How effective is it to deliver integrated COPD care at public healthcare facilities: a cluster randomised trial in Pakistan?

How effective is it to deliver integrated COPD care at public healthcare facilities: a cluster randomised trial in Pakistan?

This study, funded by Department for International Development (DFID), was done in partnership with; Provincial Program for Prevention and Control of Non-communicable Diseases & Mental Health; Directorate General of Health Services, Punjab; Nuffield Centre for International Health and Development, University of Leeds UK and World Health Organization (WHO).

Background: In Pakistan COPD prevalence is 2.1% in adults (> 40 years). Despite a focus in health policy integrated COPD care has remained neglected with a wide variation in practice.

 Aim: We assessed whether enhanced care at public health facilities resulted in better control of COPD, treatment adherence and smoking cessation.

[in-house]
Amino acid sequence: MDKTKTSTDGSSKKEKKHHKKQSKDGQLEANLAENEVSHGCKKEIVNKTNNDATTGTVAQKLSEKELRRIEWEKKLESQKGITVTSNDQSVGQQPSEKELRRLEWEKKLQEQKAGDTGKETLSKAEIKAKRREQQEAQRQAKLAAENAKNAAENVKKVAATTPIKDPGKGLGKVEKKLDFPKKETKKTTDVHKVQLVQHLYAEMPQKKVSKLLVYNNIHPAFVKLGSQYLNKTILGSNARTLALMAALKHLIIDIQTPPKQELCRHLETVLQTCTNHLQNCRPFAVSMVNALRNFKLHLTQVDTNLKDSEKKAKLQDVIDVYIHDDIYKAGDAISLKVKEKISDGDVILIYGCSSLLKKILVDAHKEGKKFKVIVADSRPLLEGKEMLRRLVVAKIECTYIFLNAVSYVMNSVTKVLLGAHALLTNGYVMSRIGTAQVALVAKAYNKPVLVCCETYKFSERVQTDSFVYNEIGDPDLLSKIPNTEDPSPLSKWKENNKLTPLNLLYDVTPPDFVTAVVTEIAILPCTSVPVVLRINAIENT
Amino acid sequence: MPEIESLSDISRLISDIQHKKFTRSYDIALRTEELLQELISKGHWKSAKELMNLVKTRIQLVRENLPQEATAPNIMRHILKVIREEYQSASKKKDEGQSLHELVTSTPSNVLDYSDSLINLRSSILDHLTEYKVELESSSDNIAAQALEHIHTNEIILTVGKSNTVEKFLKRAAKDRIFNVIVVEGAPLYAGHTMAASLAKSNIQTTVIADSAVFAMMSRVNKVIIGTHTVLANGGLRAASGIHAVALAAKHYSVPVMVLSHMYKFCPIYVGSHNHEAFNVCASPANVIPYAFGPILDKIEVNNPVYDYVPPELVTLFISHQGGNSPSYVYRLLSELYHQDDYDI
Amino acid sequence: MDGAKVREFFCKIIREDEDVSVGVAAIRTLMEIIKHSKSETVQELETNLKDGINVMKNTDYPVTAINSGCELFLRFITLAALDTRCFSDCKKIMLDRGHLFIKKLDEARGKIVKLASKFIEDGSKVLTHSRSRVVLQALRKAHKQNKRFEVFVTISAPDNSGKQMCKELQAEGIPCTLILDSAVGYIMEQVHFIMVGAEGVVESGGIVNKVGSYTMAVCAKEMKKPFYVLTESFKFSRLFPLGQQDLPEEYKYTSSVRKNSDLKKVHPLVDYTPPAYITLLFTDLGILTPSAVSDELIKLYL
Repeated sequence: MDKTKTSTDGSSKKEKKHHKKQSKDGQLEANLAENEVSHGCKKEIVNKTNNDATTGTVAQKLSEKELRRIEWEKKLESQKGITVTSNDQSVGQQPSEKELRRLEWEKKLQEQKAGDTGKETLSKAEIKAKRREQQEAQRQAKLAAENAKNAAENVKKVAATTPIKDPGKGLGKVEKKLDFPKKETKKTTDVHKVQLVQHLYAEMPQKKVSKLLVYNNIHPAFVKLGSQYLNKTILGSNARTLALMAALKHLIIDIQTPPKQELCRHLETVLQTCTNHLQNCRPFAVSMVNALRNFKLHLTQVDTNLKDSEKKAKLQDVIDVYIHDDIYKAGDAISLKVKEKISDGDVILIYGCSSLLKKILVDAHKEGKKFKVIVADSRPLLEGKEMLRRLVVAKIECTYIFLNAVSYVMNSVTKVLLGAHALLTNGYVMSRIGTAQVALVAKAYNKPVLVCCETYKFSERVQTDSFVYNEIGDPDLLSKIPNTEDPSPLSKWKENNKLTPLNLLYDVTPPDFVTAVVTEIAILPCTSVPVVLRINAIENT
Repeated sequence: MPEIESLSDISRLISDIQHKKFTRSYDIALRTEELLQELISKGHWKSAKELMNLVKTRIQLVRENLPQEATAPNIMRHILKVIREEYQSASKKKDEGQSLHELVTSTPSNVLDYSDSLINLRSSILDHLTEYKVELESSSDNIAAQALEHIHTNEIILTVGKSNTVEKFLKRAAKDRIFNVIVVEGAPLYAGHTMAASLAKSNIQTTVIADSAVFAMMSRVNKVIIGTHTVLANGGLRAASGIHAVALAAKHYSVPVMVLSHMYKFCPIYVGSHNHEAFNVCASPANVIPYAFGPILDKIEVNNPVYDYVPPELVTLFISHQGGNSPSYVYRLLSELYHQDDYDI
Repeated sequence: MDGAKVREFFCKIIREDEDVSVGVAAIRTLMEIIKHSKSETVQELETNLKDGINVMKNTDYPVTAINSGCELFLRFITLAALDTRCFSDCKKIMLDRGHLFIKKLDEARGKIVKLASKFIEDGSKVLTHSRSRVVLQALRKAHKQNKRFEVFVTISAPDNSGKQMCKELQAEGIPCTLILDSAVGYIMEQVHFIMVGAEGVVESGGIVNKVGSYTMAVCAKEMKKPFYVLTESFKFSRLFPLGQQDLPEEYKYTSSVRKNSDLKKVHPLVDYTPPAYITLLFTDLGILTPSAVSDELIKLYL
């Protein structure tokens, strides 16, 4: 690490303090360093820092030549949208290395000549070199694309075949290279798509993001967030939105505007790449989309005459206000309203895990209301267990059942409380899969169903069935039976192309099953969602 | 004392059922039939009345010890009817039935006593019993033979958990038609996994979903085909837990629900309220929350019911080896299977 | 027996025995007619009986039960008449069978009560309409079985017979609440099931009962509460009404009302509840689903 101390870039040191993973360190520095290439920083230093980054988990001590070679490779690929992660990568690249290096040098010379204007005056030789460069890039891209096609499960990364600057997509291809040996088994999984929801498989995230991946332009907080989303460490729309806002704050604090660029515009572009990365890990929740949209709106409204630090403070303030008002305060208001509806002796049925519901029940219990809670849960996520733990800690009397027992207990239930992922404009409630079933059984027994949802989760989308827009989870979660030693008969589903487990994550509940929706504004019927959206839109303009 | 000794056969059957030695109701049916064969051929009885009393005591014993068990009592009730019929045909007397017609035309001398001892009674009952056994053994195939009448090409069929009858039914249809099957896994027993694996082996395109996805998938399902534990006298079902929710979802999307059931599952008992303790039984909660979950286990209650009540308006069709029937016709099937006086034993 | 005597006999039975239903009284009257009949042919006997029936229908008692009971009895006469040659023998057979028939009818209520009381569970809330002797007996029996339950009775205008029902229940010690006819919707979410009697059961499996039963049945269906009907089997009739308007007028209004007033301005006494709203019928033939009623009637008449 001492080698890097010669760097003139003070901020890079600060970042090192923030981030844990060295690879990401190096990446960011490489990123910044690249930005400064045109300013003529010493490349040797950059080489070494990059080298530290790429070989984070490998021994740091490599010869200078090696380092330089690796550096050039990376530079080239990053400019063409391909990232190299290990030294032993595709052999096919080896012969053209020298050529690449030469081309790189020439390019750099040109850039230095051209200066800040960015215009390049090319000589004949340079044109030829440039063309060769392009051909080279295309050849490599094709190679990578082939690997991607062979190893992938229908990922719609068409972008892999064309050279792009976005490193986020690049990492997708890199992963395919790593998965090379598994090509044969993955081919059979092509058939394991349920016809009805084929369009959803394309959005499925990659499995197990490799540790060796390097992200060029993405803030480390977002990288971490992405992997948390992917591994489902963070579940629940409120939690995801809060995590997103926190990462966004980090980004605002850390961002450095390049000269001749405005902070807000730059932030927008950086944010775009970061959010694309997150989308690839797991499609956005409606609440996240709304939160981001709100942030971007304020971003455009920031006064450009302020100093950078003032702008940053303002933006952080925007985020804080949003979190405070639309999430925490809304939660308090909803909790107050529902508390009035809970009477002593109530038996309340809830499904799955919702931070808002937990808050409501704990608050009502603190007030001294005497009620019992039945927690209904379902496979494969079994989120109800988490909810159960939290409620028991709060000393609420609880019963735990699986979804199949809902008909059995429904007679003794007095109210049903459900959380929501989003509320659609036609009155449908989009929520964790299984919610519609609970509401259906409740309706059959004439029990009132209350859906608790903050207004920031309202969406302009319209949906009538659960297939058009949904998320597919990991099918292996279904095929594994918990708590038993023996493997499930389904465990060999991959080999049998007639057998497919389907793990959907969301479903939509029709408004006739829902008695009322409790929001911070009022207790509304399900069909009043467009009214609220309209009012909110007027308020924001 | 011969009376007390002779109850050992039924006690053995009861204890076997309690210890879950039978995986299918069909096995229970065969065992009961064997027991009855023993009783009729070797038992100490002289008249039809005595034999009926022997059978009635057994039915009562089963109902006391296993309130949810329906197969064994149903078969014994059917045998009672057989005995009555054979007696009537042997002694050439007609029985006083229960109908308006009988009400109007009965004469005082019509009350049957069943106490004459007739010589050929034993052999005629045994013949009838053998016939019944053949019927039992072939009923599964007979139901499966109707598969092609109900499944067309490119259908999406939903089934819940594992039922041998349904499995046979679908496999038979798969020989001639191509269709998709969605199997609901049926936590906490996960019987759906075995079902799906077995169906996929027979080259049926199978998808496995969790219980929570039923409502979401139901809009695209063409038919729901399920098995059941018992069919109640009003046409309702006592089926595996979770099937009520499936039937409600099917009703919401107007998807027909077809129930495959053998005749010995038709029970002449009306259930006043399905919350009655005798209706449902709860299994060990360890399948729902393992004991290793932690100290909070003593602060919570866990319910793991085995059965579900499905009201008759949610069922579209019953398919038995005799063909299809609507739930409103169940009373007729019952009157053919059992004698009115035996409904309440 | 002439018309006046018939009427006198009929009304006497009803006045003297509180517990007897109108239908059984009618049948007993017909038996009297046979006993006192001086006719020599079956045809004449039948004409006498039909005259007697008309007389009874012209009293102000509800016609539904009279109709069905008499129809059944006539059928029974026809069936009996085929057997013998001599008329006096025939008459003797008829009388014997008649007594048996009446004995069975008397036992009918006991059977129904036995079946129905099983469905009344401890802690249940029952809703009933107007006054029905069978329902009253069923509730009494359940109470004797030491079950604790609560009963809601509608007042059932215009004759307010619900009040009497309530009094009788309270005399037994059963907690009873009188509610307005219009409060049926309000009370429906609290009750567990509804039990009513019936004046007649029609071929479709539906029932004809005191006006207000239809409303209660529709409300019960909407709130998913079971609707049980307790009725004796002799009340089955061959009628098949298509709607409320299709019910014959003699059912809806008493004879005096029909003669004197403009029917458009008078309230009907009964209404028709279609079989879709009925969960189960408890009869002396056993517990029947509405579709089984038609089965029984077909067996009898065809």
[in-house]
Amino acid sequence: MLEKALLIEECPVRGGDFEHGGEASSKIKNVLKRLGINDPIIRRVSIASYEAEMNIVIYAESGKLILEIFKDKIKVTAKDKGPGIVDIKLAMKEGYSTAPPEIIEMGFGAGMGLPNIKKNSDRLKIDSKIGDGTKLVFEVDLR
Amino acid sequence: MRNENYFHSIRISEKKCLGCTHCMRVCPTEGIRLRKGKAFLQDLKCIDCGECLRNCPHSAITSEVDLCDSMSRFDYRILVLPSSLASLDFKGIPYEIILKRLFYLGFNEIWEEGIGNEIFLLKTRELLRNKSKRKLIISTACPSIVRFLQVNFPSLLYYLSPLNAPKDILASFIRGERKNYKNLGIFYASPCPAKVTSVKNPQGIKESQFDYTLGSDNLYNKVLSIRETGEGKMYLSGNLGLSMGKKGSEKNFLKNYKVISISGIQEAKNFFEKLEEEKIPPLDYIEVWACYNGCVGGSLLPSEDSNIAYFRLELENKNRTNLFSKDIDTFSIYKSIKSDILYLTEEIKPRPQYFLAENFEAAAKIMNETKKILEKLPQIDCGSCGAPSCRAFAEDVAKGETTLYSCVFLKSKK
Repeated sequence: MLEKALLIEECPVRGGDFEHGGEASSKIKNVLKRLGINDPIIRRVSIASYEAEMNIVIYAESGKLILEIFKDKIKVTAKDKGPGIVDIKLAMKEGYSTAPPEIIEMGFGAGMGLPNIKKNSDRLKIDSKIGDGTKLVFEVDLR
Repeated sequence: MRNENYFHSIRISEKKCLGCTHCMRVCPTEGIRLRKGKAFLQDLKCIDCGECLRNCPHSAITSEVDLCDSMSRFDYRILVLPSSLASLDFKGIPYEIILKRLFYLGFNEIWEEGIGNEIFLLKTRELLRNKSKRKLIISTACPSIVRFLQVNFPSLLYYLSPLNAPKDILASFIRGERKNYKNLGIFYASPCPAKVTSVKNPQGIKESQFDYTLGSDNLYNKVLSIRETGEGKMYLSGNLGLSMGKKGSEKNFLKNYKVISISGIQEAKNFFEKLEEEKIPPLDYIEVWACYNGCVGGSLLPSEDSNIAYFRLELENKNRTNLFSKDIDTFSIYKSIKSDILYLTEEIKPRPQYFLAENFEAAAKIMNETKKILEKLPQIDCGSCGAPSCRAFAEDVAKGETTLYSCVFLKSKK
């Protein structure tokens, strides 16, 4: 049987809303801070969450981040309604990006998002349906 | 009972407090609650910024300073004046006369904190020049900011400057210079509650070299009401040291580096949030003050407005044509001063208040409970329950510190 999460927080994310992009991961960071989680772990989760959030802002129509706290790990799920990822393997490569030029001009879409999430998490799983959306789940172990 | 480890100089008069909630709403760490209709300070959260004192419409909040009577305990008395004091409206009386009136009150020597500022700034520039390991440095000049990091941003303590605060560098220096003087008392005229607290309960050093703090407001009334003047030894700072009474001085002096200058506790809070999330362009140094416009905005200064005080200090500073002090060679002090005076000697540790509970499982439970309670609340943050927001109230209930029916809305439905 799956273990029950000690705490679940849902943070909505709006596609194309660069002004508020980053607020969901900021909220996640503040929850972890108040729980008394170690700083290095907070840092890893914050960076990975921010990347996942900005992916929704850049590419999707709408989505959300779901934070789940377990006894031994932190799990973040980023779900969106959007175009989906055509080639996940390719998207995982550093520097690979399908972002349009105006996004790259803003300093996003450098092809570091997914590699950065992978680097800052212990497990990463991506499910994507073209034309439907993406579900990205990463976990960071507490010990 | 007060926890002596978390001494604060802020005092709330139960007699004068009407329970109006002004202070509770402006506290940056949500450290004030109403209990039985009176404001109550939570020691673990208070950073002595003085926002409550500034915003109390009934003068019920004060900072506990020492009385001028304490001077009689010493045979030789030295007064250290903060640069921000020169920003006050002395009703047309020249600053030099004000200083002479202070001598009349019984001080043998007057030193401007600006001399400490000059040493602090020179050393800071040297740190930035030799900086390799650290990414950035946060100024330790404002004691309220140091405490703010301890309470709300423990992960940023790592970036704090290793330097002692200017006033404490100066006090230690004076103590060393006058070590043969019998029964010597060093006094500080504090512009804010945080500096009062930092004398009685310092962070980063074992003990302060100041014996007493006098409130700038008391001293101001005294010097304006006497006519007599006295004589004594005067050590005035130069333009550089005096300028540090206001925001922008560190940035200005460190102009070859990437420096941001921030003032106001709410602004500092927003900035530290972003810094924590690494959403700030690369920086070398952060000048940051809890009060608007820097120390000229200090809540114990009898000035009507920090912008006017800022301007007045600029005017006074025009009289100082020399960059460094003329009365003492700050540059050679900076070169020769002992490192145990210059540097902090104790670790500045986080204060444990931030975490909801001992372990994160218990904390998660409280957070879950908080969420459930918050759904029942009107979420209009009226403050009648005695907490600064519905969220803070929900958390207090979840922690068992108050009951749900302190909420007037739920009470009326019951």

Design and Setting: A two-arm cluster-randomised controlled trial in 30 public health facilities (23 primary and 7 secondary) across three districts of Punjab between October 2014 and December 2016. Both arms had enhanced diagnosis and patient recording processes. Intervention facilities also had: clinical care guide, drugs for COPD, patient education flipchart, associated staff training and mobile phone follow-up.

 Methods: We randomised facilities in a 1:1 ratio (sealed envelope independent lottery method) and recruited 159 intervention and 154 control patients (eligibility: diagnosed with COPD, ≥18 years, living in the catchment area). Primary outcome: change in BODE index score from baseline to six-month follow-up. We did not blind staff or patients. ISRCTN 17409338.

Results: Six-month primary outcomes were available for 147/159 (92.5%) intervention and 141/154 (91.5%) control participants (all clusters). Primary outcome results, cluster-level analysis: mean intervention outcome = -1.67 (95% CI: -2.18, -1.16), mean control outcome = -0.66 (95% CI: -1.09, -0.22), and covariate-adjusted mean intervention-control difference = -0.96 (95% CI: -1.49, -0.44; P=0.001).

Conclusion: The findings of this trial and a separate process evaluation study support the scaling of this integrated COPD care package at primary and secondary level public health facilities in Pakistan and similar settings.